It’s easy to pooh-pooh current VR, but the inaugural class at what claims to be the first school in the world to be entirely dedicated to VR development training was transcendent.
I'm skipping through a gallery of monsters when suddenly I'm confronted by a facehugger, straight out of Alien, bursting out of its fleshy egg. I take off an Oculus Rift virtual reality headset, and I'm back at the inaugural class of the Chronos VR Development School.
I had just experienced a demo of high-fidelity 3D art created by one of the school's teachers. Chronos (not to be confused with the atmospheric VR role-playing game of the same name) claims to be the first school in the world to be entirely dedicated to development training for virtual reality. It's the brainchild of Ricardo Parker, a former web developer and now tech entrepreneur whose plans extend beyond the school and into a supposed future society that is utterly transformed by virtual reality in every way.
It's easy to pooh-pooh current VR. The technology is not fundamentally different than it was the first time around when we collectively decided it was simply an interesting novelty. And Parker's visions for virtual reality reach further than what is currently practical. Where others are simply thinking about what games and experiences can or cannot be made using this new tech, Parker is preoccupied with a sort of transcendent life that an idealized virtual reality will ultimately bring about in the far future. He wants to ensure that next world is more like a heaven and less like its opposite.
Even believers must concede that VR is still only a novelty in its current state.
It could be said that teaching the principles of VR, when nobody know what those principles even are yet, would be like trying to open a film school in the 1890s, before a grammar of editing, lighting or camera movement had been worked out. Just shoot this dancing skeleton with an unmoving camera, gentlemen! That's all there is to filmmaking!
Are these the imaginings of a visionary or the ravings of a naif, or even a scam artist? Is training for tech that we still don't quite know what to do with yet, and which is too new to even have experts, even a viable or appropriate business plan? To find out, I found myself in a Chronos classroom on the seventh floor of Seattle's eighth tallest skyscraper having just stared down that facehugger.***
Parker foresees a world where the Oasis, this virtual, superior world, is a networked, shared place that people will spend much time in. It is something, he says, that everyone will want to be a part of. There will be a new economy in place. People may have businesses such as nightclubs, for example, in the Oasis, and they may profit from them as business owners.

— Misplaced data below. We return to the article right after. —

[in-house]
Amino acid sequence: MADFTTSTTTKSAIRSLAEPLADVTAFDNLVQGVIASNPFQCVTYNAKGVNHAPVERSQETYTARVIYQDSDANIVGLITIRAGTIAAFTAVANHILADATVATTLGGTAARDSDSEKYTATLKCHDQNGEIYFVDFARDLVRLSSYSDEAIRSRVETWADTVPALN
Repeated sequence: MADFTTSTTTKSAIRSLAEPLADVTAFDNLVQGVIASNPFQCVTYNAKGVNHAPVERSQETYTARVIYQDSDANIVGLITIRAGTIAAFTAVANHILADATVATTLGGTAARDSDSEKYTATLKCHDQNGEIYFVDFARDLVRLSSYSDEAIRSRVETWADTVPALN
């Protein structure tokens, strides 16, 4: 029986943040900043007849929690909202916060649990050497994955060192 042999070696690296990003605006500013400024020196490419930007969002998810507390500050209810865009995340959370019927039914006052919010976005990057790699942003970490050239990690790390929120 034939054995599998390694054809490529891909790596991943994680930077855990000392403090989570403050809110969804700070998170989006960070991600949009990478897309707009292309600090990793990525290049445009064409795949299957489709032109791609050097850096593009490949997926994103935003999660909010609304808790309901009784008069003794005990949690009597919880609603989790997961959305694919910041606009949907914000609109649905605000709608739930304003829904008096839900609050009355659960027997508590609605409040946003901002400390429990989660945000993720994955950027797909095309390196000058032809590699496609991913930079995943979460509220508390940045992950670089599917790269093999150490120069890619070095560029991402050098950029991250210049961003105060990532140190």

But the key is ensuring that the greater Oasis as a whole be free and accessible to everyone. Walking the virtual streets, breathing the virtual air shouldn't be something that you have to pay for, says Parker, who is hoping to lay the groundwork to prevent that from happening with Chronos VR.
Prognostications about the future are sometimes spoken by those who are trying to sell you on something. Others have no qualms pointing out that VR is, in fact, quite manifestly bullshit. Even believers must concede that VR is still only a novelty in its current state. The practical applications in the near term, apart from ungainly and simplified video games (or those playable only in special exhibition rooms) are foggy to say the least.
Parker freely admits that many of his concepts of the future are inspired by ideas found in science-fiction, specifically what he refers to as "the bibles": Snow Crash, which speaks of a shared virtual reality-founded "Metaverse," and Ready Player One, which describes a virtual world similarly unrestricted by the physical constraints of Earth, called "the Oasis."
The school is only one "pillar" of Parker's intentions with Chronos VR. There are also plans to make games. The first one is intended to be something like a virtual reality Minecraft—"where you can create and destroy, but much more than that"—and he also sees potential in apps with more practical purposes. Some of which, Parker claims, might even "reduce wars and help with the challenges we have with natural resources." But one of his essential goals remains to "be a major force" in making the Oasis/Metaverse a reality.
Parker is actively, today, working toward this distant future, anticipating the development of more sophisticated iterations of current virtual reality tech. He speaks of teleportation, body swapping, flying cars—all the old sci-fi tropes—yet he thinks these things will come about not on everyday Earth, but in a virtual world indistinguishable to our brains from the real world.
The seven students in the first class, on the game development suite Unreal Engine V, seem satisfied with how things are going. (The other two classes Chronos offers are in game animation and art; classes are four hours, meet once a week in the evenings for eight weeks, and run $1,250 and $1,050, respectively.) They're jazzed as they packed away their laptops and goggles.